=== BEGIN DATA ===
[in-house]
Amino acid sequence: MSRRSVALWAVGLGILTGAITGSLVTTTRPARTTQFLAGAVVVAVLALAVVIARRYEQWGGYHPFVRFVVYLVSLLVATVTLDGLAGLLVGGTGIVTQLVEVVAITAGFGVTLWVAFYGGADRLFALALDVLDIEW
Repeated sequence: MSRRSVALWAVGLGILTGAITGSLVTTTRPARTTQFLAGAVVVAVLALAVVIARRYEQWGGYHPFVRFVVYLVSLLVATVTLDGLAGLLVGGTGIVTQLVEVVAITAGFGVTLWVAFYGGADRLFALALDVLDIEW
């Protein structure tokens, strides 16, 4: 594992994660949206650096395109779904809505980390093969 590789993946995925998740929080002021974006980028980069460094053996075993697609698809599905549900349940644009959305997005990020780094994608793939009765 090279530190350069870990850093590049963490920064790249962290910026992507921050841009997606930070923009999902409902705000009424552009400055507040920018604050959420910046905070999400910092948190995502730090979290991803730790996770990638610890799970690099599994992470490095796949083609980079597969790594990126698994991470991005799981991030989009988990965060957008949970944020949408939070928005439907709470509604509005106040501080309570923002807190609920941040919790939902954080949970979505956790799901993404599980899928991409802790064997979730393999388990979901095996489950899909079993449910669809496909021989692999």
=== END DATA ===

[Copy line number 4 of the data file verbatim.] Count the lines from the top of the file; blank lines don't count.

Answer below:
């Protein structure tokens, strides 16, 4: 594992994660949206650096395109779904809505980390093969 590789993946995925998740929080002021974006980028980069460094053996075993697609698809599905549900349940644009959305997005990020780094994608793939009765 090279530190350069870990850093590049963490920064790249962290910026992507921050841009997606930070923009999902409902705000009424552009400055507040920018604050959420910046905070999400910092948190995502730090979290991803730790996770990638610890799970690099599994992470490095796949083609980079597969790594990126698994991470991005799981991030989009988990965060957008949970944020949408939070928005439907709470509604509005106040501080309570923002807190609920941040919790939902954080949970979505956790799901993404599980899928991409802790064997979730393999388990979901095996489950899909079993449910669809496909021989692999």